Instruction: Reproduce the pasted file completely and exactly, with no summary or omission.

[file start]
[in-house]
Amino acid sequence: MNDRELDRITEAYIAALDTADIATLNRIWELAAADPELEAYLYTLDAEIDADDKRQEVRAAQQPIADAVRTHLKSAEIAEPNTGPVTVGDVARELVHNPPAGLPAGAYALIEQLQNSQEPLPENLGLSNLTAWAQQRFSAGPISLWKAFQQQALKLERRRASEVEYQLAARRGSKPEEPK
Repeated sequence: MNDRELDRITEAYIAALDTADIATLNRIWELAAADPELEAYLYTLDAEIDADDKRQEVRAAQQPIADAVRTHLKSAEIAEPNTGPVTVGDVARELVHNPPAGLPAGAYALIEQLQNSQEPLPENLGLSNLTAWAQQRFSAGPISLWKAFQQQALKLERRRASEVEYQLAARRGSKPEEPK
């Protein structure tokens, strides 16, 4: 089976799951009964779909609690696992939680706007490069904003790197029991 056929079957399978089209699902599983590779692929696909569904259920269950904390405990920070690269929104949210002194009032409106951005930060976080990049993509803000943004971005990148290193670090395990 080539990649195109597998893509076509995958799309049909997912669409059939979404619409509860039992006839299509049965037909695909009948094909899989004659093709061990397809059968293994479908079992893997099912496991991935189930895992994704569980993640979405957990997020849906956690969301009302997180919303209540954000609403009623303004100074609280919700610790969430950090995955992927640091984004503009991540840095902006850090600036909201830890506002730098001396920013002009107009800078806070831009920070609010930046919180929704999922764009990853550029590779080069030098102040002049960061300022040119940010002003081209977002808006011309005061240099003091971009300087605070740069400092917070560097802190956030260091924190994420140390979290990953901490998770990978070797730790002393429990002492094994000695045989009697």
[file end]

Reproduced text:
[in-house]
Amino acid sequence: MNDRELDRITEAYIAALDTADIATLNRIWELAAADPELEAYLYTLDAEIDADDKRQEVRAAQQPIADAVRTHLKSAEIAEPNTGPVTVGDVARELVHNPPAGLPAGAYALIEQLQNSQEPLPENLGLSNLTAWAQQRFSAGPISLWKAFQQQALKLERRRASEVEYQLAARRGSKPEEPK
Repeated sequence: MNDRELDRITEAYIAALDTADIATLNRIWELAAADPELEAYLYTLDAEIDADDKRQEVRAAQQPIADAVRTHLKSAEIAEPNTGPVTVGDVARELVHNPPAGLPAGAYALIEQLQNSQEPLPENLGLSNLTAWAQQRFSAGPISLWKAFQQQALKLERRRASEVEYQLAARRGSKPEEPK
């Protein structure tokens, strides 16, 4: 089976799951009964779909609690696992939680706007490069904003790197029991 056929079957399978089209699902599983590779692929696909569904259920269950904390405990920070690269929104949210002194009032409106951005930060976080990049993509803000943004971005990148290193670090395990 080539990649195109597998893509076509995958799309049909997912669409059939979404619409509860039992006839299509049965037909695909009948094909899989004659093709061990397809059968293994479908079992893997099912496991991935189930895992994704569980993640979405957990997020849906956690969301009302997180919303209540954000609403009623303004100074609280919700610790969430950090995955992927640091984004503009991540840095902006850090600036909201830890506002730098001396920013002009107009800078806070831009920070609010930046919180929704999922764009990853550029590779080069030098102040002049960061300022040119940010002003081209977002808006011309005061240099003091971009300087605070740069400092917070560097802190956030260091924190994420140390979290990953901490998770990978070797730790002393429990002492094994000695045989009697």